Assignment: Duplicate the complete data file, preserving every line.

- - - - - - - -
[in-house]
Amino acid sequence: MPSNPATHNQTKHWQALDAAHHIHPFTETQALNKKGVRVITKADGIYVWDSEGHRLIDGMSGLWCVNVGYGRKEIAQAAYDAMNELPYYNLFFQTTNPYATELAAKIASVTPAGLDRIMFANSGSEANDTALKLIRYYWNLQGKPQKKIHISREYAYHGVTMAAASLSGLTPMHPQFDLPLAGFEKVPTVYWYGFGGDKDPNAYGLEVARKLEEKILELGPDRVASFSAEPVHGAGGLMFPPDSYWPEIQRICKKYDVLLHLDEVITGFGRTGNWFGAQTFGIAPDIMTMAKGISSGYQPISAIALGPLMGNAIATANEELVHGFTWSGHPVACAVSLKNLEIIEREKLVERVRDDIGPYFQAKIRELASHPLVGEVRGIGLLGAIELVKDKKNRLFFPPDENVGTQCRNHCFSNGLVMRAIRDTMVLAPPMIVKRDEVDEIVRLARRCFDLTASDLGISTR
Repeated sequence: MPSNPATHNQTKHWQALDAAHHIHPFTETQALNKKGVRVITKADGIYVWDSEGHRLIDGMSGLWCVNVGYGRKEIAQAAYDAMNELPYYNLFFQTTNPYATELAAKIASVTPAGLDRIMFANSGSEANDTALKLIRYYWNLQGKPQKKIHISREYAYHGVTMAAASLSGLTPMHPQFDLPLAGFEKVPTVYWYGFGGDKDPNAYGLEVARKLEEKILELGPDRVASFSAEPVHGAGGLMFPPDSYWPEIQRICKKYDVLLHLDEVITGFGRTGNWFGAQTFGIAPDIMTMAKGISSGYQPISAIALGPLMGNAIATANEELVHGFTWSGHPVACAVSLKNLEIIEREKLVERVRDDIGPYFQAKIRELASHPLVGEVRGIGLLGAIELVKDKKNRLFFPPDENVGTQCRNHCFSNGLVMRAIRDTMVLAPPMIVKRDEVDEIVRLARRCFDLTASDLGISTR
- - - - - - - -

[in-house]
Amino acid sequence: MPSNPATHNQTKHWQALDAAHHIHPFTETQALNKKGVRVITKADGIYVWDSEGHRLIDGMSGLWCVNVGYGRKEIAQAAYDAMNELPYYNLFFQTTNPYATELAAKIASVTPAGLDRIMFANSGSEANDTALKLIRYYWNLQGKPQKKIHISREYAYHGVTMAAASLSGLTPMHPQFDLPLAGFEKVPTVYWYGFGGDKDPNAYGLEVARKLEEKILELGPDRVASFSAEPVHGAGGLMFPPDSYWPEIQRICKKYDVLLHLDEVITGFGRTGNWFGAQTFGIAPDIMTMAKGISSGYQPISAIALGPLMGNAIATANEELVHGFTWSGHPVACAVSLKNLEIIEREKLVERVRDDIGPYFQAKIRELASHPLVGEVRGIGLLGAIELVKDKKNRLFFPPDENVGTQCRNHCFSNGLVMRAIRDTMVLAPPMIVKRDEVDEIVRLARRCFDLTASDLGISTR
Repeated sequence: MPSNPATHNQTKHWQALDAAHHIHPFTETQALNKKGVRVITKADGIYVWDSEGHRLIDGMSGLWCVNVGYGRKEIAQAAYDAMNELPYYNLFFQTTNPYATELAAKIASVTPAGLDRIMFANSGSEANDTALKLIRYYWNLQGKPQKKIHISREYAYHGVTMAAASLSGLTPMHPQFDLPLAGFEKVPTVYWYGFGGDKDPNAYGLEVARKLEEKILELGPDRVASFSAEPVHGAGGLMFPPDSYWPEIQRICKKYDVLLHLDEVITGFGRTGNWFGAQTFGIAPDIMTMAKGISSGYQPISAIALGPLMGNAIATANEELVHGFTWSGHPVACAVSLKNLEIIEREKLVERVRDDIGPYFQAKIRELASHPLVGEVRGIGLLGAIELVKDKKNRLFFPPDENVGTQCRNHCFSNGLVMRAIRDTMVLAPPMIVKRDEVDEIVRLARRCFDLTASDLGISTR